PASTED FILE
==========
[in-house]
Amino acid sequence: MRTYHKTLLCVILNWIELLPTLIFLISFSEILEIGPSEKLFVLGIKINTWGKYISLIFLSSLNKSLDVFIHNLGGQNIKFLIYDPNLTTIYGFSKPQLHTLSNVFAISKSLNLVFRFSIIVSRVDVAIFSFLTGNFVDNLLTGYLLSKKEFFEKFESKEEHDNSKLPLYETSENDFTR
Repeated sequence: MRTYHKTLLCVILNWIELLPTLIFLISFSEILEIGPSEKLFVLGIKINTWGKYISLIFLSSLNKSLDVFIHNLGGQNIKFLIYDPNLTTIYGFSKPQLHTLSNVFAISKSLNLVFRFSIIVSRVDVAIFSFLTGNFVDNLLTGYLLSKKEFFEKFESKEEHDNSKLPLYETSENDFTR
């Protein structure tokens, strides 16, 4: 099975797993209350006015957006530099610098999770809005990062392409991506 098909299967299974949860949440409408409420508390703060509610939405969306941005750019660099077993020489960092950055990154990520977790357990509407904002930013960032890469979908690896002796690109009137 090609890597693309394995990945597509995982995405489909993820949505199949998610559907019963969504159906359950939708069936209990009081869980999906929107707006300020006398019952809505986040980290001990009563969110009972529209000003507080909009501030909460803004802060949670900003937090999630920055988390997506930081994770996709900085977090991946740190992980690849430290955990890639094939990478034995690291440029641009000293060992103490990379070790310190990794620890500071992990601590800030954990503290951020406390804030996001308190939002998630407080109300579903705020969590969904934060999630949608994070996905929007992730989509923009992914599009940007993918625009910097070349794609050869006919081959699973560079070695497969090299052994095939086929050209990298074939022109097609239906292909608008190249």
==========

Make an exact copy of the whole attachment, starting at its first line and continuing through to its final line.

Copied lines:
[in-house]
Amino acid sequence: MRTYHKTLLCVILNWIELLPTLIFLISFSEILEIGPSEKLFVLGIKINTWGKYISLIFLSSLNKSLDVFIHNLGGQNIKFLIYDPNLTTIYGFSKPQLHTLSNVFAISKSLNLVFRFSIIVSRVDVAIFSFLTGNFVDNLLTGYLLSKKEFFEKFESKEEHDNSKLPLYETSENDFTR
Repeated sequence: MRTYHKTLLCVILNWIELLPTLIFLISFSEILEIGPSEKLFVLGIKINTWGKYISLIFLSSLNKSLDVFIHNLGGQNIKFLIYDPNLTTIYGFSKPQLHTLSNVFAISKSLNLVFRFSIIVSRVDVAIFSFLTGNFVDNLLTGYLLSKKEFFEKFESKEEHDNSKLPLYETSENDFTR
């Protein structure tokens, strides 16, 4: 099975797993209350006015957006530099610098999770809005990062392409991506 098909299967299974949860949440409408409420508390703060509610939405969306941005750019660099077993020489960092950055990154990520977790357990509407904002930013960032890469979908690896002796690109009137 090609890597693309394995990945597509995982995405489909993820949505199949998610559907019963969504159906359950939708069936209990009081869980999906929107707006300020006398019952809505986040980290001990009563969110009972529209000003507080909009501030909460803004802060949670900003937090999630920055988390997506930081994770996709900085977090991946740190992980690849430290955990890639094939990478034995690291440029641009000293060992103490990379070790310190990794620890500071992990601590800030954990503290951020406390804030996001308190939002998630407080109300579903705020969590969904934060999630949608994070996905929007992730989509923009992914599009940007993918625009910097070349794609050869006919081959699973560079070695497969090299052994095939086929050209990298074939022109097609239906292909608008190249």